Maggie and Jamie are going strong as well. They’re in dire need of a conversation, preferably one that Maggie doesn’t broadcast to the masses, about their relationship.
They keep dancing around their feelings for one another. Neither of them knows where they stand with one another, so they’re in this awkward place of former friends with benefits and roommates, but also current confidants and supporters of one another.
Jamie is a total Maggie cheerleader, and it’s good that she has a friend of her own outside of the group that she cultivated herself.
She’s comfortable with Jamie, but what are they is the million-dollar question here. Unsure of what his place is in her life in America, Jamie was ready to return to England, but Maggie wanted him to stay (for her screening). They like being around one another.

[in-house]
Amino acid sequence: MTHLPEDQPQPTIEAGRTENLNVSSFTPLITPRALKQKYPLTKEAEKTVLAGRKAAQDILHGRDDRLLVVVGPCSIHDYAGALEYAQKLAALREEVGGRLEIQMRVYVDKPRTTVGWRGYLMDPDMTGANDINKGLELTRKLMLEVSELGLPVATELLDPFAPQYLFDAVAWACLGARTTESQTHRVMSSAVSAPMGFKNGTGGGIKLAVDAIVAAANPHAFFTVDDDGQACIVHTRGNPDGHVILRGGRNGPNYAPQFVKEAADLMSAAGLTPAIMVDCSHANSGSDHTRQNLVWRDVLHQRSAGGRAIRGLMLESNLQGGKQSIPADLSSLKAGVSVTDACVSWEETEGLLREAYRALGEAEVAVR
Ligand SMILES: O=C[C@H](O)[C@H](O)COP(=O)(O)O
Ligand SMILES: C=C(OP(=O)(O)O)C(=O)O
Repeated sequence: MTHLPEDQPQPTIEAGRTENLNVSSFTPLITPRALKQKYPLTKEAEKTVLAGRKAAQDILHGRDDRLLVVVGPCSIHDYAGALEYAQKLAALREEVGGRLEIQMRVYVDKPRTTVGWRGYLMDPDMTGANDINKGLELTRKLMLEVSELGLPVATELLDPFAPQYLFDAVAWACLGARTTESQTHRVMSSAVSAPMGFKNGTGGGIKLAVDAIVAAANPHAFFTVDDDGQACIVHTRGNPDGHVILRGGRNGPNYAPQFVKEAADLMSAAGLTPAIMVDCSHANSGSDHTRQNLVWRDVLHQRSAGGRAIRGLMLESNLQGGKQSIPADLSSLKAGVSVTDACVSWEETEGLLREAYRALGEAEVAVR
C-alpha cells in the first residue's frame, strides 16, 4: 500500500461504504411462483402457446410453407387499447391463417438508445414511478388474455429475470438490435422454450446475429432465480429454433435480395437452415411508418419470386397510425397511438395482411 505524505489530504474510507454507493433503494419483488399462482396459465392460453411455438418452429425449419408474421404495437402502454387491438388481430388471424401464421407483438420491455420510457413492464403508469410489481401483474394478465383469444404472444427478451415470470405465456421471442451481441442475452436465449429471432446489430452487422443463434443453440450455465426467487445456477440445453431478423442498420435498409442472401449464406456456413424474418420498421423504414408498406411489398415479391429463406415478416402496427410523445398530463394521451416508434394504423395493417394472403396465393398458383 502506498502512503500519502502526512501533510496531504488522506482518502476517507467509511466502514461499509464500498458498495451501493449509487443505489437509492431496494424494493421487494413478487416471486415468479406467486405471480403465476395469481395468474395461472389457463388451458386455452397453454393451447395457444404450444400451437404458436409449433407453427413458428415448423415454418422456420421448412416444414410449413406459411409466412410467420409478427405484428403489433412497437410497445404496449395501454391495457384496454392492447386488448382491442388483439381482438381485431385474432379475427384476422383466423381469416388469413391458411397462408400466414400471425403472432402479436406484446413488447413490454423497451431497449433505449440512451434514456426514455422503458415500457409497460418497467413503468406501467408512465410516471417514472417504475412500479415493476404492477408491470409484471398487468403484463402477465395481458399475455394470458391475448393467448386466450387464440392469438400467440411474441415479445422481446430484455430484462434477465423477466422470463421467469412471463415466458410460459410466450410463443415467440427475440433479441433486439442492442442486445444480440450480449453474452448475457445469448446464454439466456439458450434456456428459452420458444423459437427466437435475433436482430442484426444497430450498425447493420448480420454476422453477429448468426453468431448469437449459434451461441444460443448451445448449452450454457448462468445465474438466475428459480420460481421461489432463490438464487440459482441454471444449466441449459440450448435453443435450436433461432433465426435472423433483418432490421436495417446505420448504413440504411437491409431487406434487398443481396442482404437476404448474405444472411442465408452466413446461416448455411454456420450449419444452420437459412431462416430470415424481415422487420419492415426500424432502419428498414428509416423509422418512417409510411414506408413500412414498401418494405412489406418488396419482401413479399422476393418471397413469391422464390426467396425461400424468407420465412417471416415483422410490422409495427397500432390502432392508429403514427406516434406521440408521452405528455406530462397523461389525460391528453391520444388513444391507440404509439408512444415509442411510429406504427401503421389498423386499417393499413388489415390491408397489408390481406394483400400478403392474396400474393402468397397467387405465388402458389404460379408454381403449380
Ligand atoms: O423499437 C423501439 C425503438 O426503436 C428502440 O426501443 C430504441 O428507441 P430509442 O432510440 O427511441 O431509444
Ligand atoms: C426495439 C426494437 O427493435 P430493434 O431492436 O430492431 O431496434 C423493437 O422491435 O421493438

Aside from the fact that Jamie rummaging through someone’s home and being nosey was annoying as hell, the conversation they had about Gary was interesting.
But do people put that much meaning behind a man keeping an engagement ring? While there is probably some merit to Gary harboring feelings for Maggie, jewelry isn’t an indictment.
Who else thinks that the podcast is going to come back to bite Gary in the butt somehow? He never responded to Maggie’s awkward messages informing of what happened.
Maggie deleted it, but it’s already out there, and as we know, nothing truly disappears once it’s on the internet.
How will that intimate conversation between Maggie and Jamie affect Gary or Darcy?